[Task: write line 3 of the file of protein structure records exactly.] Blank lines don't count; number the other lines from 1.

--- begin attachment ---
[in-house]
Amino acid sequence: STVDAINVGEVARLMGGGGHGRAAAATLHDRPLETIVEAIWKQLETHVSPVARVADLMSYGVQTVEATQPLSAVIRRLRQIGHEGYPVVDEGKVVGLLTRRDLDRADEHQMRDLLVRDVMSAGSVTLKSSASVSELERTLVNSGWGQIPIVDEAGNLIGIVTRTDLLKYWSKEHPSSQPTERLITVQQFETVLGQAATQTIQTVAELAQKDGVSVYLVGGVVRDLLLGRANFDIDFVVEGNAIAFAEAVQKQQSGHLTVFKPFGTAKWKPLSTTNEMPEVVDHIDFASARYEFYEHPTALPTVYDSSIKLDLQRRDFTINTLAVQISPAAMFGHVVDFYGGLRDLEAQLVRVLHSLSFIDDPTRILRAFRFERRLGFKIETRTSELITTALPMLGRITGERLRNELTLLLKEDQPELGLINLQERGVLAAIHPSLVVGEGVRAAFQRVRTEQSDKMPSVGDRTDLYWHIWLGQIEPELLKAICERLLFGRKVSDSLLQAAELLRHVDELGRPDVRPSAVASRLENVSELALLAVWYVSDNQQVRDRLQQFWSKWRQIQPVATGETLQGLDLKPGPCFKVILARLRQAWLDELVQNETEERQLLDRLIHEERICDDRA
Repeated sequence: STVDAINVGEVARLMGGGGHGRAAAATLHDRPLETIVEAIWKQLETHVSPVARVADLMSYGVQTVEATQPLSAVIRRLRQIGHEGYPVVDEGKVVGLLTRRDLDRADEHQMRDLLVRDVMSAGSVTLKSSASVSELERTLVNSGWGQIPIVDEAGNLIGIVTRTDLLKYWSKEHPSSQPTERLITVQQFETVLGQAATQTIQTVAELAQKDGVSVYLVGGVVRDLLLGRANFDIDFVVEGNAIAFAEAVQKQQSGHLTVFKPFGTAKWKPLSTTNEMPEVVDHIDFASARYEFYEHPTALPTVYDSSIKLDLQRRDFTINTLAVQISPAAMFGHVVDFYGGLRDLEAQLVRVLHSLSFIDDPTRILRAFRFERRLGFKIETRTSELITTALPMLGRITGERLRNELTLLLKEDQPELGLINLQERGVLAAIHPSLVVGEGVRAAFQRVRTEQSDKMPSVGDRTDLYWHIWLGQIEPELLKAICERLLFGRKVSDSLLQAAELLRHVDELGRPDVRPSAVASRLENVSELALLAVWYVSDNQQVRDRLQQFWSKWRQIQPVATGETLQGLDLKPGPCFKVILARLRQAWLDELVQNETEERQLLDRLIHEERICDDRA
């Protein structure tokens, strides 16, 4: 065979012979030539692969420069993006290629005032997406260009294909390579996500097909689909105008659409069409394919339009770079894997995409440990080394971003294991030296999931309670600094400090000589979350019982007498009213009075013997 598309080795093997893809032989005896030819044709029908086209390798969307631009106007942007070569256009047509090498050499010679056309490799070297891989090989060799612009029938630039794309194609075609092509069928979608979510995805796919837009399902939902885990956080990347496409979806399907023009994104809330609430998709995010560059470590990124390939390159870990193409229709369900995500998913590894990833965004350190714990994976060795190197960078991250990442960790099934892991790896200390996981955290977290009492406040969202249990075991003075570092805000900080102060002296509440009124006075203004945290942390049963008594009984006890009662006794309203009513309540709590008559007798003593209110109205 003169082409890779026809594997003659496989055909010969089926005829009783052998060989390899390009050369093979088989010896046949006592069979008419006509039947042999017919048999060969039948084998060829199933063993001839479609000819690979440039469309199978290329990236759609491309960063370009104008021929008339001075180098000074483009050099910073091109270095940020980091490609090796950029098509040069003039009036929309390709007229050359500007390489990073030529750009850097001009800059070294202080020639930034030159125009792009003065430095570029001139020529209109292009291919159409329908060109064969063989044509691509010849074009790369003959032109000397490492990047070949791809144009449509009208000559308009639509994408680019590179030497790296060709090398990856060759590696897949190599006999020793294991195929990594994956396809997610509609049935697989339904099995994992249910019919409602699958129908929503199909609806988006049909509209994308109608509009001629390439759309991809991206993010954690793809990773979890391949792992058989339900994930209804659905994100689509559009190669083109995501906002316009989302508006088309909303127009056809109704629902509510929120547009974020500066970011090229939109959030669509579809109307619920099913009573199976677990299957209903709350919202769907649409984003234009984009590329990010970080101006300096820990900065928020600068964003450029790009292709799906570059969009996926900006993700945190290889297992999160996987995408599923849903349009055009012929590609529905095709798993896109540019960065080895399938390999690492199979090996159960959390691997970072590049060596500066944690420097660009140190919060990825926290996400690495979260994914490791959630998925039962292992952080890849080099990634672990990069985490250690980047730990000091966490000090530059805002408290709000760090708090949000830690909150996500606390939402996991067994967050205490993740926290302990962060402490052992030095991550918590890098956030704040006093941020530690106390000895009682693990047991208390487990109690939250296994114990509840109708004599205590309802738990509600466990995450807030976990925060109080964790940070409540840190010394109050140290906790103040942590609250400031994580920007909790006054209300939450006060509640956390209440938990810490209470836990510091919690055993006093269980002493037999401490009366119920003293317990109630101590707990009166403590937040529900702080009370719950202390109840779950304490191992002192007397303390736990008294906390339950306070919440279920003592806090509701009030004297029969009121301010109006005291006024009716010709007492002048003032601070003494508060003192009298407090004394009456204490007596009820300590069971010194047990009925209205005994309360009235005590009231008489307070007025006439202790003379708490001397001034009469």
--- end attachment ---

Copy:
Repeated sequence: STVDAINVGEVARLMGGGGHGRAAAATLHDRPLETIVEAIWKQLETHVSPVARVADLMSYGVQTVEATQPLSAVIRRLRQIGHEGYPVVDEGKVVGLLTRRDLDRADEHQMRDLLVRDVMSAGSVTLKSSASVSELERTLVNSGWGQIPIVDEAGNLIGIVTRTDLLKYWSKEHPSSQPTERLITVQQFETVLGQAATQTIQTVAELAQKDGVSVYLVGGVVRDLLLGRANFDIDFVVEGNAIAFAEAVQKQQSGHLTVFKPFGTAKWKPLSTTNEMPEVVDHIDFASARYEFYEHPTALPTVYDSSIKLDLQRRDFTINTLAVQISPAAMFGHVVDFYGGLRDLEAQLVRVLHSLSFIDDPTRILRAFRFERRLGFKIETRTSELITTALPMLGRITGERLRNELTLLLKEDQPELGLINLQERGVLAAIHPSLVVGEGVRAAFQRVRTEQSDKMPSVGDRTDLYWHIWLGQIEPELLKAICERLLFGRKVSDSLLQAAELLRHVDELGRPDVRPSAVASRLENVSELALLAVWYVSDNQQVRDRLQQFWSKWRQIQPVATGETLQGLDLKPGPCFKVILARLRQAWLDELVQNETEERQLLDRLIHEERICDDRA